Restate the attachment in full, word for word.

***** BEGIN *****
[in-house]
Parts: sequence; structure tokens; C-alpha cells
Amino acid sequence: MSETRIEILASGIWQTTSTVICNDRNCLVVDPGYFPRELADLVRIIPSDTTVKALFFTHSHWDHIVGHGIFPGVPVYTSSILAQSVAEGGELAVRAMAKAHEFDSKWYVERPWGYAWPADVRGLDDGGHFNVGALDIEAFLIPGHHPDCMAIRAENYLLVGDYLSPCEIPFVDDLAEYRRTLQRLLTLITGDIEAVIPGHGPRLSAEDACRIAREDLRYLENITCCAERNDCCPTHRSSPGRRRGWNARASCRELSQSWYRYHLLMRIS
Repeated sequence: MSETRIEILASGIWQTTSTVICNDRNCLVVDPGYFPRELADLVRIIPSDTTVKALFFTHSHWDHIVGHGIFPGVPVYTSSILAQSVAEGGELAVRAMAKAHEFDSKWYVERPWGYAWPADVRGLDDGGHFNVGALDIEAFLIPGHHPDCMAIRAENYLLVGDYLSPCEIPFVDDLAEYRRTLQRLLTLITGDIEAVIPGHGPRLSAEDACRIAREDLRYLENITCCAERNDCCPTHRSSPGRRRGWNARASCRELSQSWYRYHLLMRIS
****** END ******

[in-house]
Parts: sequence; structure tokens; C-alpha cells
Amino acid sequence: MSETRIEILASGIWQTTSTVICNDRNCLVVDPGYFPRELADLVRIIPSDTTVKALFFTHSHWDHIVGHGIFPGVPVYTSSILAQSVAEGGELAVRAMAKAHEFDSKWYVERPWGYAWPADVRGLDDGGHFNVGALDIEAFLIPGHHPDCMAIRAENYLLVGDYLSPCEIPFVDDLAEYRRTLQRLLTLITGDIEAVIPGHGPRLSAEDACRIAREDLRYLENITCCAERNDCCPTHRSSPGRRRGWNARASCRELSQSWYRYHLLMRIS
Repeated sequence: MSETRIEILASGIWQTTSTVICNDRNCLVVDPGYFPRELADLVRIIPSDTTVKALFFTHSHWDHIVGHGIFPGVPVYTSSILAQSVAEGGELAVRAMAKAHEFDSKWYVERPWGYAWPADVRGLDDGGHFNVGALDIEAFLIPGHHPDCMAIRAENYLLVGDYLSPCEIPFVDDLAEYRRTLQRLLTLITGDIEAVIPGHGPRLSAEDACRIAREDLRYLENITCCAERNDCCPTHRSSPGRRRGWNARASCRELSQSWYRYHLLMRIS